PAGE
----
China is an entirely different problem. While Russia could be an irritant in some global issues and in managing Europe's centuries-old hatreds, China is already a very credible challenge to American world order — seriously undermining Washington's increasingly unstable trans-Atlantic and Asian alliances.
Some observers have already determined that Trump lost last week in his trade and security confrontation with China. That is a hasty, thoughtless and unworthy assessment.
It is true, however, that Trump's trade armistice with China was dictated by his domestic considerations. It is also true that Trump appeared to be scaling back his ill-advised political overreach under the guise of his unassailable trade case against China.
The bottom line, again, for now, is that Trump will have to settle for China's commitment to cut its American trade surpluses, but he definitely has to forget about interfering in China's legislative process and economic policies – hot-button issues that China calls "issues of principle."
Trump wasted two-and-a-half years and $1 trillion of American money (rising trade deficits with China) in pursuit of political objectives that he should have known China would never accept. Whoever pushed Trump in that direction deserves his signature "You're fired!" scream.
But Japan's Prime Minister Shinzo Abe deserves kudos. He is a winner and a happy man: Trump pushed China into his lap.
Abe, as a result, should be the first to thank Trump for making Japan's impossible dream come true. Xi, who looked like he was holding his nose during years of photo ops with Abe, last week accepted an invitation to pay a state visit to Japan next spring.
Let's see now how Trump manages Japan, its huge and systematic annual trade surpluses of about $70 billion on American trades, and Washington's irrevocable obligation to unconditionally defend what is still called America's key Asian ally.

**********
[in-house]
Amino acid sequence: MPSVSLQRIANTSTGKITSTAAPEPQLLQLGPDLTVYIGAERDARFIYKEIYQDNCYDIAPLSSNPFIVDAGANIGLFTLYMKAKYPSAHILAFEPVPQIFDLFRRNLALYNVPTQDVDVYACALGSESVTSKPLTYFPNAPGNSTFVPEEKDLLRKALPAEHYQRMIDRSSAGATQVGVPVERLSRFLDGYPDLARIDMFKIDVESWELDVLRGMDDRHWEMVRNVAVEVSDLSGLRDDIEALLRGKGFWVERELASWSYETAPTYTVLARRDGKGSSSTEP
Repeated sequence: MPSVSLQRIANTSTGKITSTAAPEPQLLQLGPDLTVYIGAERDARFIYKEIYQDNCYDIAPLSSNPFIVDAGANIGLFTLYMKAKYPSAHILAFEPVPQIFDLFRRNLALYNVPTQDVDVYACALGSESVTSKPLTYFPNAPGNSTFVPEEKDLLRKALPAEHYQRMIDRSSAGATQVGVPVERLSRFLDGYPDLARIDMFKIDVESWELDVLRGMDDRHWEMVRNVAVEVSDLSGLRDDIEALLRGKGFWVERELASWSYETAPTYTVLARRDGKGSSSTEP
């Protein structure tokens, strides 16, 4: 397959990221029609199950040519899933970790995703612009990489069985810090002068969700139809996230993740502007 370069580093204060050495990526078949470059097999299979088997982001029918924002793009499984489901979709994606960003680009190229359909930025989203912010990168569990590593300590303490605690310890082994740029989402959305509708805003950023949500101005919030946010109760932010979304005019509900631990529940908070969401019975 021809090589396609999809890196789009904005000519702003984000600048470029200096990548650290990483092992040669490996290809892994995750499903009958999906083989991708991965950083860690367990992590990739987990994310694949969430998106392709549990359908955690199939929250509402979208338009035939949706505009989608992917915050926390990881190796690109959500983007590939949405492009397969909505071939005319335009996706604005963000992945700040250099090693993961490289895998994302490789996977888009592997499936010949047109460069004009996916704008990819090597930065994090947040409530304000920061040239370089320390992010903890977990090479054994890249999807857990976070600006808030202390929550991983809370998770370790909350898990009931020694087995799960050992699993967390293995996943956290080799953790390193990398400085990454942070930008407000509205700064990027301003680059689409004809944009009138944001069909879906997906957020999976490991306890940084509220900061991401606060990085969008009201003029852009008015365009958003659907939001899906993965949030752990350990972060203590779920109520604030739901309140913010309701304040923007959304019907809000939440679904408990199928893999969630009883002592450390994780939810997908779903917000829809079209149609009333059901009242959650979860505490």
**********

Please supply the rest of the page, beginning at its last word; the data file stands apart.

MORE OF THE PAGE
Putting it all together and lifting the sights from here and now, Trump may have started a process of enduring world peace. That concept is based on the idea that the U.S., Russia and China have been staring for years at an underlying security architecture of a uniquely binary choice: The end of humanity, or a new, hopefully American, world order built around those three key players whose economic and civilizational interests call for peaceful co-existence.
Trump has begun a process with Russia and China during last week's G-20 meeting that could bring lasting peace and economic prosperity to the world.
His geopolitical moves may have been mainly motivated by his reelection strategy, but they have an enormous potential for creating a new world order based on the foundations enshrined in America's inspired and written United Nations charter.
China would make a fateful mistake by refusing to grasp the olive branch offered by the U.S. last week. Triumphalist hints in Chinese official media don't augur well, but let's hope that a more realistic and constructive thinking will prevail.
The world economy is now facing brighter prospects, although the U.S. failed to force large and systematic trade surplus countries to drive an upswing of the global business cycle. As always, Washington will have to do the heavy lifting for those beggar-thy-neighbor countries — only to be perversely criticized for violating the multilateral trading system.
Commentary by Michael Ivanovitch, an independent analyst focusing on world economy, geopolitics and investment strategy. He served as a senior economist at the OECD in Paris, international economist at the Federal Reserve Bank of New York, and taught economics at Columbia Business School.